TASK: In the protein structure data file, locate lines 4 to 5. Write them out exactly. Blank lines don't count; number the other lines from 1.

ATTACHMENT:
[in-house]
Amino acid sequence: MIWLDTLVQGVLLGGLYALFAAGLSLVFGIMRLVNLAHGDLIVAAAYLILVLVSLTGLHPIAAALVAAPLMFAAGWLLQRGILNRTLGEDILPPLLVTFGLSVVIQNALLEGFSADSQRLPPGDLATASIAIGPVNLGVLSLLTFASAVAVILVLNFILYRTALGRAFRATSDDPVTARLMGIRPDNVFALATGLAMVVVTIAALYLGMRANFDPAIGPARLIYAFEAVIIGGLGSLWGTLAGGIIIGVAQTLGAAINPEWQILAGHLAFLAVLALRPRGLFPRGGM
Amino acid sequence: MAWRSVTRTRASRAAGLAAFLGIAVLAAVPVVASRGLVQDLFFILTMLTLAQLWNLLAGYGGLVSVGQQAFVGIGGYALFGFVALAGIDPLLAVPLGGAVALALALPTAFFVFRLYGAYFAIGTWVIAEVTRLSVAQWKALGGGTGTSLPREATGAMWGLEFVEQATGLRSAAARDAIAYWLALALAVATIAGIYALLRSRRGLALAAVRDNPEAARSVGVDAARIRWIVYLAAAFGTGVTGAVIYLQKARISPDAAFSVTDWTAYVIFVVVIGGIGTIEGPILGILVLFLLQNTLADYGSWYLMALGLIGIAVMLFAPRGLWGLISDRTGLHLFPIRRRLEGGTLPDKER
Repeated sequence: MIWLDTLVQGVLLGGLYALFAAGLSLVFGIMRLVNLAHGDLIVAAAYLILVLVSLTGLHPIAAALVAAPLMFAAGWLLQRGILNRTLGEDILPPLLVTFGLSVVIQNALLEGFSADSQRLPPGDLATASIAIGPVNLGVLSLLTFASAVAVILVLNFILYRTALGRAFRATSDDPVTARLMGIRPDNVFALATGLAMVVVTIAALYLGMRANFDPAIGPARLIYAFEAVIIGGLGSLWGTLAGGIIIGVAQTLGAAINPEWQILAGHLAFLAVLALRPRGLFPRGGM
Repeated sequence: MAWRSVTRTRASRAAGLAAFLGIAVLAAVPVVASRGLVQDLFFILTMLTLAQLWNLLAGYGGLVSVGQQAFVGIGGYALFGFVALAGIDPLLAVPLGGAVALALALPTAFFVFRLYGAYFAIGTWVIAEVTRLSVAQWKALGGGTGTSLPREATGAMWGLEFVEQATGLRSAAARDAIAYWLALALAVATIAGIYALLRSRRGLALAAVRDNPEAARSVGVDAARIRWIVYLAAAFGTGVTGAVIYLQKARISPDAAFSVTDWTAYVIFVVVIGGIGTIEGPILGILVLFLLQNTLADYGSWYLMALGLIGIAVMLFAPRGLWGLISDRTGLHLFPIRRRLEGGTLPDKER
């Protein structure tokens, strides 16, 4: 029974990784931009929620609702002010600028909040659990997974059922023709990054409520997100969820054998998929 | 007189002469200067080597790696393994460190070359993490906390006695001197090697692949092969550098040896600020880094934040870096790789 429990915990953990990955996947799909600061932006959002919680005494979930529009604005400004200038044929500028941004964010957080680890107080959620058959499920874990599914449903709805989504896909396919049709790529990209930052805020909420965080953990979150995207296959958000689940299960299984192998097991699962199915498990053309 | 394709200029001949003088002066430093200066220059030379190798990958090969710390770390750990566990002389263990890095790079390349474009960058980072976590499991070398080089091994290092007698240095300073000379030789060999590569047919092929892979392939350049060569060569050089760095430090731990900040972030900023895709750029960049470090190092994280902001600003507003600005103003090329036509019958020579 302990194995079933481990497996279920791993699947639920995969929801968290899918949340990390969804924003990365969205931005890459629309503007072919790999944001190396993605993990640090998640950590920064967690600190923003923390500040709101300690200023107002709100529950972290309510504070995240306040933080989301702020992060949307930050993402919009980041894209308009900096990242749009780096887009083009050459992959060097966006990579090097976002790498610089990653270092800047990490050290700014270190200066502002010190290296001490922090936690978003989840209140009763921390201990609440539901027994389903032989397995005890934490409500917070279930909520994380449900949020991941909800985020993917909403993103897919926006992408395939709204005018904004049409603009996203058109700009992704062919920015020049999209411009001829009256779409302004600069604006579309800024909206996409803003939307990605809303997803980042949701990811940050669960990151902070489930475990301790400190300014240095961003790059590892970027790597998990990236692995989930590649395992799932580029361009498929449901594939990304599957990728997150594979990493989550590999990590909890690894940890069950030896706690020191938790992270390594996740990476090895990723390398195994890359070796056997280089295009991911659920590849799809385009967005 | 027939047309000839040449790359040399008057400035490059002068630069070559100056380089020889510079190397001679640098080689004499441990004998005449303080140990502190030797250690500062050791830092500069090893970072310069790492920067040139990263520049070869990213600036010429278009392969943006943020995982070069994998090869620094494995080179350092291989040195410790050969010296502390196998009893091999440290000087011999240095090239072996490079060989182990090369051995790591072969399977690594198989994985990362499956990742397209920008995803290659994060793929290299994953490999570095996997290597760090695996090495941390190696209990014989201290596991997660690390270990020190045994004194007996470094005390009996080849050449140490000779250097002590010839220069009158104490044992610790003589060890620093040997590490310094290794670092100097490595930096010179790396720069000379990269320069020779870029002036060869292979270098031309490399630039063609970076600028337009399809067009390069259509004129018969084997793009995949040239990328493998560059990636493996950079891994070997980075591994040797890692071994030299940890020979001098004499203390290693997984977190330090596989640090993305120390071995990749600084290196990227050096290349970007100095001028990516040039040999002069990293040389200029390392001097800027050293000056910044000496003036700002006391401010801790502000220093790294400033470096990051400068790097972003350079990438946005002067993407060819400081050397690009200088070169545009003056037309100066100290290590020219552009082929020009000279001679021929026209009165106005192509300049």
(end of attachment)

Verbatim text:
Repeated sequence: MIWLDTLVQGVLLGGLYALFAAGLSLVFGIMRLVNLAHGDLIVAAAYLILVLVSLTGLHPIAAALVAAPLMFAAGWLLQRGILNRTLGEDILPPLLVTFGLSVVIQNALLEGFSADSQRLPPGDLATASIAIGPVNLGVLSLLTFASAVAVILVLNFILYRTALGRAFRATSDDPVTARLMGIRPDNVFALATGLAMVVVTIAALYLGMRANFDPAIGPARLIYAFEAVIIGGLGSLWGTLAGGIIIGVAQTLGAAINPEWQILAGHLAFLAVLALRPRGLFPRGGM
Repeated sequence: MAWRSVTRTRASRAAGLAAFLGIAVLAAVPVVASRGLVQDLFFILTMLTLAQLWNLLAGYGGLVSVGQQAFVGIGGYALFGFVALAGIDPLLAVPLGGAVALALALPTAFFVFRLYGAYFAIGTWVIAEVTRLSVAQWKALGGGTGTSLPREATGAMWGLEFVEQATGLRSAAARDAIAYWLALALAVATIAGIYALLRSRRGLALAAVRDNPEAARSVGVDAARIRWIVYLAAAFGTGVTGAVIYLQKARISPDAAFSVTDWTAYVIFVVVIGGIGTIEGPILGILVLFLLQNTLADYGSWYLMALGLIGIAVMLFAPRGLWGLISDRTGLHLFPIRRRLEGGTLPDKER